Coping with crisis: Training aims to help first responders provide emotional support during trauma
Police officers and firefighters are usually the first to respond to a traumatic event, but chaplains aren’t far behind to lend emotional support to the people involved.
Chaplains say the deadly fire at the Royal Suite Lodge shows how important it is for people to have an outlet to share their stories. The morning of the fire, people who lived in the complex told harrowing accounts of neighbors jumping from the second and third stories trying to escape the flames.
“Particularly one woman, that image is burned in my mind,” Brieanna Brooks said. “You could barely see her through the smoke, she was half hanging out the window she was screaming, ‘Save me, help me, help me!’”
Chaplain Margaret Griffo was at the Red Cross emergency shelter to help those fire victims.
“When you’re in crisis, you’re not thinking right and you’re so impacted, it’s nice to have a neutral person who knows how to listen, who is calm, and who is not personally impacted to be there and stand beside you,” Griffo said.
She was one of about 80 responders from around the state in Anchorage for crisis intervention training. Griffo said it’s like “psychological first aid.” They learn how to talk to people, but just as important, they learn how to cope with other people’s pain and suffering so it doesn’t impact them emotionally as well.
“You can handle one incident, but if you’re gone 50 times and around people who are in terrible grief, it can wound you and then you’re no good,” Griffo said. “You have to debrief and you have to deal with the things that are happening to you.”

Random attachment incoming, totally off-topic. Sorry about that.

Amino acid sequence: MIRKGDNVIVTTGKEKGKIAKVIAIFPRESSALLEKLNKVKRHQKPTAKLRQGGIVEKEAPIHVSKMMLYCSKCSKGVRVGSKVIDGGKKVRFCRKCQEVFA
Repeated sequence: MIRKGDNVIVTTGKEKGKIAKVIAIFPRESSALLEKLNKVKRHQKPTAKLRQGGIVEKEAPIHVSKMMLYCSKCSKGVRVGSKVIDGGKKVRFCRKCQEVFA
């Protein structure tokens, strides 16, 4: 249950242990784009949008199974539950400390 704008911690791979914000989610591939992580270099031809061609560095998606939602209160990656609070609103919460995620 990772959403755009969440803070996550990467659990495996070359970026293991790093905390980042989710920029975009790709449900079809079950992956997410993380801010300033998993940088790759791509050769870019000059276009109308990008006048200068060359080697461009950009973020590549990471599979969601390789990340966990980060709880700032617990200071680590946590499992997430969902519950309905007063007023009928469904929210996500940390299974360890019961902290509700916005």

Melissa Kitko, who works with the National Response K-9 Team, was also at the Red Cross emergency shelter the morning of the Royal Suite Lodge fire. She brought her golden retriever Alex in to comfort kids while they waited.
“Many times, the canine makes them feel safe, makes them feel normal so they can start to relax,” Kitko said. “That’s what my goal was that evening was to connect with people and acknowledge their fear and their pain and be a presence of a support for them.”
She said the group training is about getting agencies to work together to get people on to the next chapter in their life.
“When dealing with someone who’s experienced a traumatic event — whether it’s an individual or a group — there needs to be people who support them,” Kitko said.
Anchorage fire Capt. John Paff was also on the scene of the Royal Suite Lodge fire. He said the first crews to respond dealt with the victims of the fire—people who were burned or those who had jumped out of windows to save themselves—while the following crews worked to put out the flames.
“At the time, it’s more of being in the role of doing what our duties command of us, but after the event you have time to reflect on it,” Paff said. “That’s usually when you’re most affected by it.”
He said it’s important firefighters also have an outlet, which is why they started the Alaska Firefighter Peer Support Team. Paff said he hopes to take what he learns at the training to help others around Alaska deal with the trauma they see every day.
“It takes a village to make things happen and when you have the inter-agencies, it’s nice for people to come together to have that common core of knowledge and look at these events and how to put them in perspective,” Paff said.
Responders said victims may never get over a crisis, but leaning on each other, they can provide the help victims need to get through it.
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